With the release of our book, Real Marriage, we have now done literally dozens of interviews with Christians and non-Christians. But the one that culminated in the forthcoming article was, in my opinion, the most disrespectful, adversarial, and subjective. As a result, we’ve since changed how we receive, process, and moderate media interviews.  

The interview in question had nearly nothing to do with the book or its subject matter, which in my understanding was supposed to be the point of the interview. My wife, Grace, was almost entirely ignored in the interview, and I felt she was overall treated disrespectfully. The only questions asked were about any controversial thing I’ve ever said in the past 15 years with a host of questions that were adversarial and antagonistic. It felt like a personally offended critic had finally gotten his chance to exercise some authority over me.

Things got particularly strange near the end of the interview. I was asked a question about, if a woman was the pastor of a church which that pastor’s husband attended, would that be emasculating to him. The question was asked in such a pointed way that it was odd.

At the end of the interview, I started asking questions of the interviewer. He admitted that his last questions were really about himself and his wife. Apparently his wife is the pastor of their church, he’s strongly committed to women as pastors, disagrees strongly with our complementarian position, and takes it to some degree personally.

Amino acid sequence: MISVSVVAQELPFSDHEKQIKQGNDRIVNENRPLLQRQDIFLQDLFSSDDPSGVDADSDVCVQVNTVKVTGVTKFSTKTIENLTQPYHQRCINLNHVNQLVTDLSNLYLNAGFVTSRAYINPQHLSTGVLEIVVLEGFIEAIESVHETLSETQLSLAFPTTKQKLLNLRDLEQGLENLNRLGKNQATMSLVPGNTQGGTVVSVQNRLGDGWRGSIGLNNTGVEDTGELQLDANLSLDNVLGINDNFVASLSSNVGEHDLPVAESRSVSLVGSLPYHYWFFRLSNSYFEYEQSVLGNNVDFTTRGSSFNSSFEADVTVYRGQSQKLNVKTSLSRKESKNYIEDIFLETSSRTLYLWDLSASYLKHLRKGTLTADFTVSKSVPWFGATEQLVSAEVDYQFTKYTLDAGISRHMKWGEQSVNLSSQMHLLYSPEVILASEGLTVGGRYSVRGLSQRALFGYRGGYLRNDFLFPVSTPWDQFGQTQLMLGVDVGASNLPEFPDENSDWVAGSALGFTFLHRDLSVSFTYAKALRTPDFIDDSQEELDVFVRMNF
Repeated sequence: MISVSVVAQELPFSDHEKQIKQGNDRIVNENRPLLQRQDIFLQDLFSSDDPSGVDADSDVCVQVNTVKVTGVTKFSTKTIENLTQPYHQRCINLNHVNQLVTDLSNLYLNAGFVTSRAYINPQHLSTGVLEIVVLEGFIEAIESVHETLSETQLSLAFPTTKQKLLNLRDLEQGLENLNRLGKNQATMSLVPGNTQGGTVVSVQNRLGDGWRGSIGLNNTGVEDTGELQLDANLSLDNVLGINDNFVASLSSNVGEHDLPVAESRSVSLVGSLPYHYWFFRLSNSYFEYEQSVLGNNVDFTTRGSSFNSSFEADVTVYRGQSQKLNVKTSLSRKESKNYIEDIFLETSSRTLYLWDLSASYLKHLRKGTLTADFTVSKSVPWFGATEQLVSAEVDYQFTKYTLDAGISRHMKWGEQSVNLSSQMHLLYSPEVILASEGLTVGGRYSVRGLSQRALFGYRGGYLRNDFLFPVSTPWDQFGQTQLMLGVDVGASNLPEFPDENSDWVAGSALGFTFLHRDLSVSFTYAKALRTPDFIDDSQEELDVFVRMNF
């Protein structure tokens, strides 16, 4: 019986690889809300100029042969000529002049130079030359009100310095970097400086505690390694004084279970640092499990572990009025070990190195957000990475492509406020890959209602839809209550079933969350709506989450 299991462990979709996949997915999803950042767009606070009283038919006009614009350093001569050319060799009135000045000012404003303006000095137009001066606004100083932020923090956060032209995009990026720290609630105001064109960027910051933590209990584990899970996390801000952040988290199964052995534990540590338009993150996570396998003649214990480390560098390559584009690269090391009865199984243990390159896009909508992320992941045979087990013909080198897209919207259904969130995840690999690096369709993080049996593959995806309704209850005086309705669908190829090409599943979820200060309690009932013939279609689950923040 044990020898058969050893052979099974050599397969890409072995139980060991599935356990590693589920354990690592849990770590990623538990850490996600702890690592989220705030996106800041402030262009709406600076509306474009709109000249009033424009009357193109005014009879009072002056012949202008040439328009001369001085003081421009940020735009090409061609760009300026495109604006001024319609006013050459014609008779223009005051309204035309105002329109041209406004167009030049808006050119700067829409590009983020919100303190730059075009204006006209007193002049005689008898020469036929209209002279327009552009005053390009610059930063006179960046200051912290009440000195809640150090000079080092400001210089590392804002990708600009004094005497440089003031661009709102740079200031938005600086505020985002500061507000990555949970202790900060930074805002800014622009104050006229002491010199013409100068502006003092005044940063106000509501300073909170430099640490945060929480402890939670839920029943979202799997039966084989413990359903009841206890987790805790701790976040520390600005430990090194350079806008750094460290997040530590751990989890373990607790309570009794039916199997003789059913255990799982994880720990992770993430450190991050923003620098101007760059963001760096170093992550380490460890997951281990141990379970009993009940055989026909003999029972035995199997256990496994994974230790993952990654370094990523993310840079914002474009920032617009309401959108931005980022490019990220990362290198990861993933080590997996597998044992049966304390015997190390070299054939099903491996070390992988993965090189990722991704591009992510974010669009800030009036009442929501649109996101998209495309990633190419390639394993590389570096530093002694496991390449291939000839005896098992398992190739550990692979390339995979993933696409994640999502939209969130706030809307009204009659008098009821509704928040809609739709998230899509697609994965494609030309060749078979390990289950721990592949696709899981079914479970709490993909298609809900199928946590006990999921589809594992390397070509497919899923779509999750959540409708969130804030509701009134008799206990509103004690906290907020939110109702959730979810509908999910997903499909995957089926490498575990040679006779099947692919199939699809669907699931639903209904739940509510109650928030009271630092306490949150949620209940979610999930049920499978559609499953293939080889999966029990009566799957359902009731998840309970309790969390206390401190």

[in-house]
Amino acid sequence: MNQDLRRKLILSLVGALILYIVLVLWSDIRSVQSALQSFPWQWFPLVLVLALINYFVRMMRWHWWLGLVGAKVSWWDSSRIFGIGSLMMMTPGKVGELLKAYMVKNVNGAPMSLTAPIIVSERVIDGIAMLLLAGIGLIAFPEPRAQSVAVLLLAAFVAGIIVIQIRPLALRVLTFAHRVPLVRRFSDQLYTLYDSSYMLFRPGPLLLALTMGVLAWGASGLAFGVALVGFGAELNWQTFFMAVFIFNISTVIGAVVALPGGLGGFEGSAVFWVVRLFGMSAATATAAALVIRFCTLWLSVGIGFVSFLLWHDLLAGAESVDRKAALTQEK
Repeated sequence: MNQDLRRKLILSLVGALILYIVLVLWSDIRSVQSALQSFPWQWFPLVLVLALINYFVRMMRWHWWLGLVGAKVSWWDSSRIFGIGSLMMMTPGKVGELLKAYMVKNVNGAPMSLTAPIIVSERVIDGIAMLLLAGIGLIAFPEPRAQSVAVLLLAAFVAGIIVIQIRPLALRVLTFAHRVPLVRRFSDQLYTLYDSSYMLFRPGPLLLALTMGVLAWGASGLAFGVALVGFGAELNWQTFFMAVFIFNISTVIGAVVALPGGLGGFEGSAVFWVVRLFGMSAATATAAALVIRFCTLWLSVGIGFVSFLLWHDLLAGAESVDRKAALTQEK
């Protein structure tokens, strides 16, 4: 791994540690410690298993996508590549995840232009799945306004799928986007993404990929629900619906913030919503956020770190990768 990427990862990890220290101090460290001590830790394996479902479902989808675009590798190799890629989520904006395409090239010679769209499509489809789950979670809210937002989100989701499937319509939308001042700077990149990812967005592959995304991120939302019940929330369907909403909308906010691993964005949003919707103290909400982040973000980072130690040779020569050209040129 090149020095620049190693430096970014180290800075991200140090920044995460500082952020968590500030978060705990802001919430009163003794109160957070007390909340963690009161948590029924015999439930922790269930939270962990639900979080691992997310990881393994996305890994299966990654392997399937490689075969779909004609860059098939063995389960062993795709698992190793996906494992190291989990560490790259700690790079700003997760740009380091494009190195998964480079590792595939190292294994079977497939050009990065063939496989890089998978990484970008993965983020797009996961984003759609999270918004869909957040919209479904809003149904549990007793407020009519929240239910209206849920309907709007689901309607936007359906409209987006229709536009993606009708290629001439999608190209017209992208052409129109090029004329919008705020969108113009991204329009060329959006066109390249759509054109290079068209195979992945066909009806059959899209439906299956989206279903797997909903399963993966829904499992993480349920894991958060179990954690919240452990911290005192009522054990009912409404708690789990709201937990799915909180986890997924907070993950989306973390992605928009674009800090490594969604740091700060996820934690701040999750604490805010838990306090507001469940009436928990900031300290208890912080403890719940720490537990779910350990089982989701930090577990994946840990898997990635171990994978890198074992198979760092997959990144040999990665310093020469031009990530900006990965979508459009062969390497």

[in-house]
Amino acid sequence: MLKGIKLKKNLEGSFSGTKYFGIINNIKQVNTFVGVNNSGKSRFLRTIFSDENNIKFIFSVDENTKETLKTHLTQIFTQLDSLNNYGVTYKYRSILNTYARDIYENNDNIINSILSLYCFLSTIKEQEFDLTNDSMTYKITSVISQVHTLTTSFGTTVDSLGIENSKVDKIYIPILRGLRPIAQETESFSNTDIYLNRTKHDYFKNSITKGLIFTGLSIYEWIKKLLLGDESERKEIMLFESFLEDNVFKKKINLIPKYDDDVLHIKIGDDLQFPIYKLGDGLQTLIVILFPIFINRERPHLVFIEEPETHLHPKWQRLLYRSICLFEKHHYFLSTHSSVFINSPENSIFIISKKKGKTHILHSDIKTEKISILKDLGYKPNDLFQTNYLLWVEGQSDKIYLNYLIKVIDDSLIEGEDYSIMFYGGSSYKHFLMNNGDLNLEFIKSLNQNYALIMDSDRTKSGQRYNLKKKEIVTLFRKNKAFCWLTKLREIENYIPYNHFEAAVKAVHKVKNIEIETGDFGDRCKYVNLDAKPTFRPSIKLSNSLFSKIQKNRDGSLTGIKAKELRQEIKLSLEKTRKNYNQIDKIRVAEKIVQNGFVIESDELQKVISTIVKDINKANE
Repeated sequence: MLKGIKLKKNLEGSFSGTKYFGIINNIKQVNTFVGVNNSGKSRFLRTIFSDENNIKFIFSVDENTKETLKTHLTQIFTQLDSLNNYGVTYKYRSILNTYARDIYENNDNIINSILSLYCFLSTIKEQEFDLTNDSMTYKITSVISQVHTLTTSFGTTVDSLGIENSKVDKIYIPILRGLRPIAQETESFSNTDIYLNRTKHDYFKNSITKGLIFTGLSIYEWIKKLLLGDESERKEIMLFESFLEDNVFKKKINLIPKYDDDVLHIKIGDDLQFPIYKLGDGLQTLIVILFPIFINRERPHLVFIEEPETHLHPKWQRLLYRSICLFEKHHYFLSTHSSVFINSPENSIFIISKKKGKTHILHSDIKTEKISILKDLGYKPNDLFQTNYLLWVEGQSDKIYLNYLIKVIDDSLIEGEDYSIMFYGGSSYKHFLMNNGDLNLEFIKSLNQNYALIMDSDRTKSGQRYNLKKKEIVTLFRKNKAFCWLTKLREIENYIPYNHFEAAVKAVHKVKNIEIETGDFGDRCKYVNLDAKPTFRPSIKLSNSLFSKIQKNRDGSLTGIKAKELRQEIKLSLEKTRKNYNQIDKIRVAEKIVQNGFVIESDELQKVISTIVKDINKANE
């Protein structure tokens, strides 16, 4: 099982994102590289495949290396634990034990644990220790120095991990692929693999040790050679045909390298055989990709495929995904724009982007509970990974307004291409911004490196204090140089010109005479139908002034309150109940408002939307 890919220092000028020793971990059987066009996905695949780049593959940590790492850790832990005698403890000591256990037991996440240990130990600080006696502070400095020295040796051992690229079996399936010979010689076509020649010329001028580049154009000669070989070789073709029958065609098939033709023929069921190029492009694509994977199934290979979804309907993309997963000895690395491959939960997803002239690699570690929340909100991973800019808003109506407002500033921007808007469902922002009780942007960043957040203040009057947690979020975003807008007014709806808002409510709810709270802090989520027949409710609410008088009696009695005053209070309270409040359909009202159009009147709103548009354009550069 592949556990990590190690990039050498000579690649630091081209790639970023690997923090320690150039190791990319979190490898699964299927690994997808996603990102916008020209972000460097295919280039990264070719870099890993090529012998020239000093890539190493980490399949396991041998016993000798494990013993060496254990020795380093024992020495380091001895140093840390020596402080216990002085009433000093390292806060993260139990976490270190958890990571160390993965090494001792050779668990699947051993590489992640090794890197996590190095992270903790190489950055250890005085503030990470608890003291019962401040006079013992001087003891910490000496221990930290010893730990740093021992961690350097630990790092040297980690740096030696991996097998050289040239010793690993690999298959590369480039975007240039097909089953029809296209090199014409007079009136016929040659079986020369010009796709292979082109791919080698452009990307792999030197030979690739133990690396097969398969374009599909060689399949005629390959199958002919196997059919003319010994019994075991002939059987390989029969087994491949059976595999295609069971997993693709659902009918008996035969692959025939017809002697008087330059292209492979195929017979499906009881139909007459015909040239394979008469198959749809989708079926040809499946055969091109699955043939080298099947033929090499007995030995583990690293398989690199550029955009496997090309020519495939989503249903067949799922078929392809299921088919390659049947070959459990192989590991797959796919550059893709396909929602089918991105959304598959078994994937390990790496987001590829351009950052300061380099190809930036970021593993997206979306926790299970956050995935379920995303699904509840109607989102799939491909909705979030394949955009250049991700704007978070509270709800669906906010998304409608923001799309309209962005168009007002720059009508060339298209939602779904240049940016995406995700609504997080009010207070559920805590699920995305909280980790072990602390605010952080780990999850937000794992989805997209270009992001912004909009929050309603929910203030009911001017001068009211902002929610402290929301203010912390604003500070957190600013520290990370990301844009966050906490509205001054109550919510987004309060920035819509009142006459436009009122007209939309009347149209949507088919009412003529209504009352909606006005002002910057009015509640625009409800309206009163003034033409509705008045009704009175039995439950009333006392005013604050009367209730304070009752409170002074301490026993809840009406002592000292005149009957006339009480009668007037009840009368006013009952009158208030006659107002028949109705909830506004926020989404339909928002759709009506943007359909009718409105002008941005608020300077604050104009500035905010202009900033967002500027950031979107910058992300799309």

This not only became more significant with Elephant Room 2's result and Driscoll's reflections on important lessons from it, it also took on significance when people had a chance to hear the interview Driscoll was blogging about for the Brits.

A short excerpt from the interview included the following:

Driscoll: No, no, you don’t want to sit in my seat, I understand. So does your wife do counseling with men? Sexual counseling? Does she talk about masturbation, pornography, the stuff that I do?

Brierley: Well no, she doesn’t.

Driscoll: Well, who does talk to the men about those things, especially the young men?

Brierley: Well there are other people that she can pass them on to. We have male elders in our church who, you know, would be able to tackle those kinds of questions. I mean, but would you speak with those kinds of issues to a female in your church?

Driscoll: Uh no. If they’re a married couple we might meet with them as a couple. But if it’s a woman, we would have women leaders meet with them.

Brierley: Sure, well it’s the same scenario in our church really.